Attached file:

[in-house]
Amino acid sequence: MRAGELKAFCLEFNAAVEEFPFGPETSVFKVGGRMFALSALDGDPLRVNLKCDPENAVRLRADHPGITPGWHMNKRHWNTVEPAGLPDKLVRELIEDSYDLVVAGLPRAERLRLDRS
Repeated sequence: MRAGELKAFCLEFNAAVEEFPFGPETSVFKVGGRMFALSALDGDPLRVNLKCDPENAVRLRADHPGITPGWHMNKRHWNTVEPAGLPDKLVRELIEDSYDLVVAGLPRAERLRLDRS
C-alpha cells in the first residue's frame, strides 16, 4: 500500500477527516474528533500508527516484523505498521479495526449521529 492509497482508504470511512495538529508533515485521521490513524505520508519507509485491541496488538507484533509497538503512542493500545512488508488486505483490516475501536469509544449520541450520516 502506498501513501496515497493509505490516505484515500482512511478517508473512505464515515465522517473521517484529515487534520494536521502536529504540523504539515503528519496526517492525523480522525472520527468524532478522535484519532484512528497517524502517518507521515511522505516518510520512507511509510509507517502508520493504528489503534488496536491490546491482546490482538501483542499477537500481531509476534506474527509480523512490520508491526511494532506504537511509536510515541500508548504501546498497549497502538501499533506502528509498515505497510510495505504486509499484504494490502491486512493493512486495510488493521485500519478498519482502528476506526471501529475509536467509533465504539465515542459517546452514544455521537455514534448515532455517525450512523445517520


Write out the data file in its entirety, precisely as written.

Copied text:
[in-house]
Amino acid sequence: MRAGELKAFCLEFNAAVEEFPFGPETSVFKVGGRMFALSALDGDPLRVNLKCDPENAVRLRADHPGITPGWHMNKRHWNTVEPAGLPDKLVRELIEDSYDLVVAGLPRAERLRLDRS
Repeated sequence: MRAGELKAFCLEFNAAVEEFPFGPETSVFKVGGRMFALSALDGDPLRVNLKCDPENAVRLRADHPGITPGWHMNKRHWNTVEPAGLPDKLVRELIEDSYDLVVAGLPRAERLRLDRS
C-alpha cells in the first residue's frame, strides 16, 4: 500500500477527516474528533500508527516484523505498521479495526449521529 492509497482508504470511512495538529508533515485521521490513524505520508519507509485491541496488538507484533509497538503512542493500545512488508488486505483490516475501536469509544449520541450520516 502506498501513501496515497493509505490516505484515500482512511478517508473512505464515515465522517473521517484529515487534520494536521502536529504540523504539515503528519496526517492525523480522525472520527468524532478522535484519532484512528497517524502517518507521515511522505516518510520512507511509510509507517502508520493504528489503534488496536491490546491482546490482538501483542499477537500481531509476534506474527509480523512490520508491526511494532506504537511509536510515541500508548504501546498497549497502538501499533506502528509498515505497510510495505504486509499484504494490502491486512493493512486495510488493521485500519478498519482502528476506526471501529475509536467509533465504539465515542459517546452514544455521537455514534448515532455517525450512523445517520